Over the Christmas holiday my family and I had the opportunity to drive down the Butler Wash road. My wife's twin sister Lisa and her husband Wade were visiting, McKale was out of school, Spenser and Alyssa were home from college and Grandma Washburn popped in from Monticello. The day was clear, bright and beautiful, with high wispy clouds and a slight nip in the air. It seemed the perfect opportunity to get out and enjoy the natural world. Alyssa, McKale and I took the Toyota Tundra, while everyone else piled into the big ol' king cab Chevrolet pick-up truck owned by "Uncle Wado". We drove south from Blanding to Shirttail Corner, where Highways 191 and 95 intersect. One of my first jobs, other than within the Simpson family enterprise, was working for Holly Vowell in the gas station located at this junction. It was there I decided it best to work with family.
While I reminisced about how Wayne, my boyhood buddy, and I had attempted to discover where each back road in this part of the county would take us, Alyssa drove the Tundra west through the twist, into Westwater Canyon, across the mesa to Zeke's Hole and through Cottonwood Wash. During that time Wayne and I put a lot of rough, tough miles on my Toyota 4x4 pick-up. Although we saw a lot of back country, and placed ourselves in numerous precarious predicaments, we barely scratched the surface of the huge and varied landscape. McKale asked if we were near the location where her Mormon ancestors had shot Old Posey in the rump. This led us to discuss the reasons why the last Indian uprising in San Juan County occurred and how it eventually played out. Tongue-in-cheek, I told McKale and Alyssa that their mother's side of the family had always been, and would likely always be, causing people a fiery hot and fearful pain in the hip pocket. The girls immediately came to their mother's defense, claiming to be excruciatingly aware of my personal history, and finally concluding that my ancestors must have somehow been responsible for the entire incident.
The argument went on until we pulled off the highway and onto the Butler Wash dirt track. There I changed the subject by pointing out Black Mesa rising up in the east. In the late 1960s and into the early 1970s, this was the site of a Pershing missile tracking station managed by the United States Army. The foundation of the main building was still in place. At least it was the last time I was up there, some 20 years ago. The girls made me promise to take them to the mesa sometime soon. As we traveled south, we admired the numerous and varied rumpled humps of Comb Ridge off to our right and the twisting meandering Butler Wash that runs between the road and the ridge. I reminded the girls how Navajo people view Comb Ridge as sacred, because it is considered the carcass of the Great Snake. According to Navajo legend, the snake remains frozen in time and place. To our left were the most attractive coves and buttes butting up against White Mesa. This is the western boundary of Ute tribal lands. Because of interactions through the Blue Mountain Trading Post, our family was familiar with many people living there, both presently and historically.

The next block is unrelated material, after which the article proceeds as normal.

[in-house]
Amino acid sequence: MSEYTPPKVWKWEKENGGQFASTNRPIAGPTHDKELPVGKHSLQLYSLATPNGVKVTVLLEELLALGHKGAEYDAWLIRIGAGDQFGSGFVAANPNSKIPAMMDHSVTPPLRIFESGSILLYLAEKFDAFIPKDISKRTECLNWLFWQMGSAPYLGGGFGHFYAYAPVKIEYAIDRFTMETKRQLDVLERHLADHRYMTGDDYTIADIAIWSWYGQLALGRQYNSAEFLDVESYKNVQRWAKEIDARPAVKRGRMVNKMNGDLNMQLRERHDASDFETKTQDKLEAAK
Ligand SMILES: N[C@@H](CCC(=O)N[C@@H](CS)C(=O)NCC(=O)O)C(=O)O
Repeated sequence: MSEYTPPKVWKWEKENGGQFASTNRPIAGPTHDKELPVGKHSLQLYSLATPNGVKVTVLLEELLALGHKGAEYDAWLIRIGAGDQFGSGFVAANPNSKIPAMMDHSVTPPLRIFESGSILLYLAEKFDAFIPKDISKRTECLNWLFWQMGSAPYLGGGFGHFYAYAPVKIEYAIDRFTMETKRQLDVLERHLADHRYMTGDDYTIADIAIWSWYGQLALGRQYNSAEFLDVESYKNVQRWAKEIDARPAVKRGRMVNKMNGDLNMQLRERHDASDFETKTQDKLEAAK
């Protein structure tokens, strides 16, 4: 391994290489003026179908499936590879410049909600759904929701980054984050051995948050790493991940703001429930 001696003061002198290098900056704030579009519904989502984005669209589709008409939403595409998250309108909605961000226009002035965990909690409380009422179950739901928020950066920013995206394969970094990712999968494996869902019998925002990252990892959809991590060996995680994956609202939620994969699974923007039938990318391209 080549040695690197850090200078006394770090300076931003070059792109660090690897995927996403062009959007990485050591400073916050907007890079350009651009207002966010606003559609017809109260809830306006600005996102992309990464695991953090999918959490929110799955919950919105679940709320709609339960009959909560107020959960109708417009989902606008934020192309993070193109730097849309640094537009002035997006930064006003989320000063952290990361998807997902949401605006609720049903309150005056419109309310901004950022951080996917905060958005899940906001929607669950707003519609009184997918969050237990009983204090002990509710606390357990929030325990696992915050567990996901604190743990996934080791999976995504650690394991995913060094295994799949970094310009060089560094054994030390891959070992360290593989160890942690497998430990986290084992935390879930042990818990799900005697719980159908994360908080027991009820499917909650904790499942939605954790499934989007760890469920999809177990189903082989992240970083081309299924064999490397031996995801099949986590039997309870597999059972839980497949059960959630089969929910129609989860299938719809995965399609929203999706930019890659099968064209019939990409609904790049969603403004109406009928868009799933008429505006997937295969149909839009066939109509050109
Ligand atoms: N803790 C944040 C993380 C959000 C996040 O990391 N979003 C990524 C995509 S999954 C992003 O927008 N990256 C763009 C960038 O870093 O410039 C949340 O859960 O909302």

As a group we pulled off the road several times to let Millie, the Jackson's dog, run and to get out and touch our surroundings. You really need to dig your fingers and toes into the good earth, smell the vegetation and lean against the sandstone to get a sense of this country. In my opinion, you must see it, feel it, touch it and taste it. That's what I'm talkin' about.
It wasn't long before we came to an intersection that split the path. "Which way?" asked Alyssa. I thought of the road south that would eventually connect with Highway 163 west of Bluff and recalled a bicycle ride I took from Blanding to Bluff several years back. I remembered coming to this same spot and trying to decide which way to turn. The sand in the road had been getting progressively deeper, but back then I was tough. Undaunted, I veered to the right and free-wheeled it south, making slow progress peddling through the blow sand covering the roadway. The arduous journey allowed me plenty of time to contemplate my sanity and strength, or lack there of. It was not long before the two meager water bottles I had allowed myself for the journey were bone dry. By the time I made the intersection and pounded out the remaining four highway miles into Bluff I was exhausted and completely dehydrated. I stopped at the K&C Trading Post and purchased a tall, ice cold soft drink to quench my thirst. It was at that point I learned Pepsi does not rehydrate you when you are parched. Instead, it will likely give you a hurtful case of hiccups.
"East," I said to Alyssa, "let's go see the cleft in the earth and look upon signature rock." "Alrighty then," said the girls in unison. Those in the Chevrolet followed closely behind. We soon came to Decker Ranch and parked our vehicles near the slot canyon. As usual, Spenser headed straight for the edge of the precipice, looking for the quickest way in. Everyone else was more cautious, not wanting to plunge in and become skinned or wedged. McKale had her Nikon out taking pictures and recording our trip. Looking into that canyon caused me to consider its deep, dark, moist interior. I could see why early Native American people believed places like this were emergence centers. We walked over to the slick rock at the southeastern edge of the slot and saw several generations of signatures etched into the wall. Because of our history and heritage, we were familiar with many of the names. We discussed the triumph and tragedy they had faced and wondered if anyone would remember us and just what our legacy may be.
With warm regards,
Barry, Steve and The Team
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